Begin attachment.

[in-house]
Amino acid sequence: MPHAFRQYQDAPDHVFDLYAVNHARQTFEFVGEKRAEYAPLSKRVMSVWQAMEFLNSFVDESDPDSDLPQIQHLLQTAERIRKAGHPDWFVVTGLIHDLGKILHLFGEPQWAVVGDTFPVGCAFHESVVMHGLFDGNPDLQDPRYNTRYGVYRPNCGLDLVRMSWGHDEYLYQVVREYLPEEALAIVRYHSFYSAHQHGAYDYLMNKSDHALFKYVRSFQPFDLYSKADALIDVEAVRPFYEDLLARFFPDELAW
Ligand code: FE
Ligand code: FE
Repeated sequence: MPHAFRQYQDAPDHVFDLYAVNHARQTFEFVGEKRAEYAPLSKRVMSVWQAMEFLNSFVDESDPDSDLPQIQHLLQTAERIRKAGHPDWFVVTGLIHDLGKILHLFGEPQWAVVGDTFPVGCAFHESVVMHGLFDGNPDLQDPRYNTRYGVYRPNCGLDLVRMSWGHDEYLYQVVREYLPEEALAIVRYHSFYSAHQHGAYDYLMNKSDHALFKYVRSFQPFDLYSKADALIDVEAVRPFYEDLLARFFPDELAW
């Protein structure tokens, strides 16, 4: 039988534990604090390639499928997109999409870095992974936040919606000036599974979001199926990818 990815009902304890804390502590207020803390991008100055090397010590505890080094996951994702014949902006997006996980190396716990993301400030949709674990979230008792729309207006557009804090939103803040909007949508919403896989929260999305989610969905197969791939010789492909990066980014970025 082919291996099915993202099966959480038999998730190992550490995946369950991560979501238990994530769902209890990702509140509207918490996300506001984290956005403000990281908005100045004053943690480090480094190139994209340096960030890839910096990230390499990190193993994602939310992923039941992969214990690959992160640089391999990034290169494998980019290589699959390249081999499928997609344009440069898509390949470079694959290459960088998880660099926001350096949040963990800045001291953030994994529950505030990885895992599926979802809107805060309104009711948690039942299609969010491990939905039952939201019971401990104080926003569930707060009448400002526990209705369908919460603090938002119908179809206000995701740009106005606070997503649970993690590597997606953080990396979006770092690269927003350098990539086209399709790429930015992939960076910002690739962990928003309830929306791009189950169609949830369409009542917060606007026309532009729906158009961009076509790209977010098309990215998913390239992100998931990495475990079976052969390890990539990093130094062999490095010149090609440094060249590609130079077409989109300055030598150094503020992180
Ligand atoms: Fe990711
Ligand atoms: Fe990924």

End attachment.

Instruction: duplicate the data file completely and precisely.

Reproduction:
[in-house]
Amino acid sequence: MPHAFRQYQDAPDHVFDLYAVNHARQTFEFVGEKRAEYAPLSKRVMSVWQAMEFLNSFVDESDPDSDLPQIQHLLQTAERIRKAGHPDWFVVTGLIHDLGKILHLFGEPQWAVVGDTFPVGCAFHESVVMHGLFDGNPDLQDPRYNTRYGVYRPNCGLDLVRMSWGHDEYLYQVVREYLPEEALAIVRYHSFYSAHQHGAYDYLMNKSDHALFKYVRSFQPFDLYSKADALIDVEAVRPFYEDLLARFFPDELAW
Ligand code: FE
Ligand code: FE
Repeated sequence: MPHAFRQYQDAPDHVFDLYAVNHARQTFEFVGEKRAEYAPLSKRVMSVWQAMEFLNSFVDESDPDSDLPQIQHLLQTAERIRKAGHPDWFVVTGLIHDLGKILHLFGEPQWAVVGDTFPVGCAFHESVVMHGLFDGNPDLQDPRYNTRYGVYRPNCGLDLVRMSWGHDEYLYQVVREYLPEEALAIVRYHSFYSAHQHGAYDYLMNKSDHALFKYVRSFQPFDLYSKADALIDVEAVRPFYEDLLARFFPDELAW
């Protein structure tokens, strides 16, 4: 039988534990604090390639499928997109999409870095992974936040919606000036599974979001199926990818 990815009902304890804390502590207020803390991008100055090397010590505890080094996951994702014949902006997006996980190396716990993301400030949709674990979230008792729309207006557009804090939103803040909007949508919403896989929260999305989610969905197969791939010789492909990066980014970025 082919291996099915993202099966959480038999998730190992550490995946369950991560979501238990994530769902209890990702509140509207918490996300506001984290956005403000990281908005100045004053943690480090480094190139994209340096960030890839910096990230390499990190193993994602939310992923039941992969214990690959992160640089391999990034290169494998980019290589699959390249081999499928997609344009440069898509390949470079694959290459960088998880660099926001350096949040963990800045001291953030994994529950505030990885895992599926979802809107805060309104009711948690039942299609969010491990939905039952939201019971401990104080926003569930707060009448400002526990209705369908919460603090938002119908179809206000995701740009106005606070997503649970993690590597997606953080990396979006770092690269927003350098990539086209399709790429930015992939960076910002690739962990928003309830929306791009189950169609949830369409009542917060606007026309532009729906158009961009076509790209977010098309990215998913390239992100998931990495475990079976052969390890990539990093130094062999490095010149090609440094060249590609130079077409989109300055030598150094503020992180
Ligand atoms: Fe990711
Ligand atoms: Fe990924």